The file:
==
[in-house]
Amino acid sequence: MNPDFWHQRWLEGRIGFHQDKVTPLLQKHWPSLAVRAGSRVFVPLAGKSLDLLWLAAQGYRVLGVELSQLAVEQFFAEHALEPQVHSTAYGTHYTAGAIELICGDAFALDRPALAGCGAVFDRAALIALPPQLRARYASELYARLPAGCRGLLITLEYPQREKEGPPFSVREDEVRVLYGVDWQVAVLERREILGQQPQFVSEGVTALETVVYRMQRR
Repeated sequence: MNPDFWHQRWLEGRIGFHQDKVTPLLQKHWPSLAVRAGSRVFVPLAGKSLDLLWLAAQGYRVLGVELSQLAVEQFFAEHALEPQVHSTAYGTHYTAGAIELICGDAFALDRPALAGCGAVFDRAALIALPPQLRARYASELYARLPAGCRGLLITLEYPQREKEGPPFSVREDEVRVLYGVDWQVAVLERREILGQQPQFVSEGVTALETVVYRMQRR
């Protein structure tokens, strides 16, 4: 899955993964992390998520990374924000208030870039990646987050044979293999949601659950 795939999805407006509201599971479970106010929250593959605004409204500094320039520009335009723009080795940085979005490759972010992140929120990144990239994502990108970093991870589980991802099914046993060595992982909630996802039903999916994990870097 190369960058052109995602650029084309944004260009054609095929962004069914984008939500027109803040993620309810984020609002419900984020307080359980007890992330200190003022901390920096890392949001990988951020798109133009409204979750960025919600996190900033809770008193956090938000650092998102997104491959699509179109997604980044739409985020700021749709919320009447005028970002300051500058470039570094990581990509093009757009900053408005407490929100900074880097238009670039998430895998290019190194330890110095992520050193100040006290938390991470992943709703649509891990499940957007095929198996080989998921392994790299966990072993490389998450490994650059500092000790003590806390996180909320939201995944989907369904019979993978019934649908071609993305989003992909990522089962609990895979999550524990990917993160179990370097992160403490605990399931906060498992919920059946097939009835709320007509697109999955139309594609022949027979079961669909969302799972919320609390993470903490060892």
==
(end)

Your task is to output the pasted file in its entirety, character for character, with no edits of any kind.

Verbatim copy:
[in-house]
Amino acid sequence: MNPDFWHQRWLEGRIGFHQDKVTPLLQKHWPSLAVRAGSRVFVPLAGKSLDLLWLAAQGYRVLGVELSQLAVEQFFAEHALEPQVHSTAYGTHYTAGAIELICGDAFALDRPALAGCGAVFDRAALIALPPQLRARYASELYARLPAGCRGLLITLEYPQREKEGPPFSVREDEVRVLYGVDWQVAVLERREILGQQPQFVSEGVTALETVVYRMQRR
Repeated sequence: MNPDFWHQRWLEGRIGFHQDKVTPLLQKHWPSLAVRAGSRVFVPLAGKSLDLLWLAAQGYRVLGVELSQLAVEQFFAEHALEPQVHSTAYGTHYTAGAIELICGDAFALDRPALAGCGAVFDRAALIALPPQLRARYASELYARLPAGCRGLLITLEYPQREKEGPPFSVREDEVRVLYGVDWQVAVLERREILGQQPQFVSEGVTALETVVYRMQRR
């Protein structure tokens, strides 16, 4: 899955993964992390998520990374924000208030870039990646987050044979293999949601659950 795939999805407006509201599971479970106010929250593959605004409204500094320039520009335009723009080795940085979005490759972010992140929120990144990239994502990108970093991870589980991802099914046993060595992982909630996802039903999916994990870097 190369960058052109995602650029084309944004260009054609095929962004069914984008939500027109803040993620309810984020609002419900984020307080359980007890992330200190003022901390920096890392949001990988951020798109133009409204979750960025919600996190900033809770008193956090938000650092998102997104491959699509179109997604980044739409985020700021749709919320009447005028970002300051500058470039570094990581990509093009757009900053408005407490929100900074880097238009670039998430895998290019190194330890110095992520050193100040006290938390991470992943709703649509891990499940957007095929198996080989998921392994790299966990072993490389998450490994650059500092000790003590806390996180909320939201995944989907369904019979993978019934649908071609993305989003992909990522089962609990895979999550524990990917993160179990370097992160403490605990399931906060498992919920059946097939009835709320007509697109999955139309594609022949027979079961669909969302799972919320609390993470903490060892």